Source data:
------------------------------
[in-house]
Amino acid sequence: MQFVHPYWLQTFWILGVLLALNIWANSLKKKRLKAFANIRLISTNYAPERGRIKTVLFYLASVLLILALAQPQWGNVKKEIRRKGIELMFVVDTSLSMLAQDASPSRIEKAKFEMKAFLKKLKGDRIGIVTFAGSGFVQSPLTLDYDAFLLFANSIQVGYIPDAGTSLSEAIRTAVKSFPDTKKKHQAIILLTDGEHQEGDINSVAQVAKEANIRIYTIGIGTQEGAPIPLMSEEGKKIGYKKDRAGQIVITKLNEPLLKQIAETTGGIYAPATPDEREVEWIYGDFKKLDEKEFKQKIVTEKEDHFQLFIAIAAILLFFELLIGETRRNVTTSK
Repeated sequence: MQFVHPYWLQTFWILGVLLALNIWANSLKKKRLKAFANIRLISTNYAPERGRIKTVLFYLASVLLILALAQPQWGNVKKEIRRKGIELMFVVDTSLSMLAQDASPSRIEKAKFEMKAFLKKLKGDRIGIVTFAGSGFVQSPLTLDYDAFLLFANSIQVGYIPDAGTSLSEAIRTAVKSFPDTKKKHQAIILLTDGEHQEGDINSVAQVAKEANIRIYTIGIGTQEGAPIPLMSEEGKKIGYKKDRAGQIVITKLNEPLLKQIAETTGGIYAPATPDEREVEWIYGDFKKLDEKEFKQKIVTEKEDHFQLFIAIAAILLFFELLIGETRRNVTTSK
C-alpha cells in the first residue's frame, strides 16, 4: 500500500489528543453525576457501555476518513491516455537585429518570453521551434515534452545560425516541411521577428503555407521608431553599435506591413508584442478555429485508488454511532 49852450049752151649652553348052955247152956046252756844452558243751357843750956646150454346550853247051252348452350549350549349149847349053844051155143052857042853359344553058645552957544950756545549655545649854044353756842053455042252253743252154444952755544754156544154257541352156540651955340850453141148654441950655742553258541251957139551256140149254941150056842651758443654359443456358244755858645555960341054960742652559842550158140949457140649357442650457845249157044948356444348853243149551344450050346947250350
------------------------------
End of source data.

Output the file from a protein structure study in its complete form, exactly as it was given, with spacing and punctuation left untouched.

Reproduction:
[in-house]
Amino acid sequence: MQFVHPYWLQTFWILGVLLALNIWANSLKKKRLKAFANIRLISTNYAPERGRIKTVLFYLASVLLILALAQPQWGNVKKEIRRKGIELMFVVDTSLSMLAQDASPSRIEKAKFEMKAFLKKLKGDRIGIVTFAGSGFVQSPLTLDYDAFLLFANSIQVGYIPDAGTSLSEAIRTAVKSFPDTKKKHQAIILLTDGEHQEGDINSVAQVAKEANIRIYTIGIGTQEGAPIPLMSEEGKKIGYKKDRAGQIVITKLNEPLLKQIAETTGGIYAPATPDEREVEWIYGDFKKLDEKEFKQKIVTEKEDHFQLFIAIAAILLFFELLIGETRRNVTTSK
Repeated sequence: MQFVHPYWLQTFWILGVLLALNIWANSLKKKRLKAFANIRLISTNYAPERGRIKTVLFYLASVLLILALAQPQWGNVKKEIRRKGIELMFVVDTSLSMLAQDASPSRIEKAKFEMKAFLKKLKGDRIGIVTFAGSGFVQSPLTLDYDAFLLFANSIQVGYIPDAGTSLSEAIRTAVKSFPDTKKKHQAIILLTDGEHQEGDINSVAQVAKEANIRIYTIGIGTQEGAPIPLMSEEGKKIGYKKDRAGQIVITKLNEPLLKQIAETTGGIYAPATPDEREVEWIYGDFKKLDEKEFKQKIVTEKEDHFQLFIAIAAILLFFELLIGETRRNVTTSK
C-alpha cells in the first residue's frame, strides 16, 4: 500500500489528543453525576457501555476518513491516455537585429518570453521551434515534452545560425516541411521577428503555407521608431553599435506591413508584442478555429485508488454511532 49852450049752151649652553348052955247152956046252756844452558243751357843750956646150454346550853247051252348452350549350549349149847349053844051155143052857042853359344553058645552957544950756545549655545649854044353756842053455042252253743252154444952755544754156544154257541352156540651955340850453141148654441950655742553258541251957139551256140149254941150056842651758443654359443456358244755858645555960341054960742652559842550158140949457140649357442650457845249157044948356444348853243149551344450050346947250350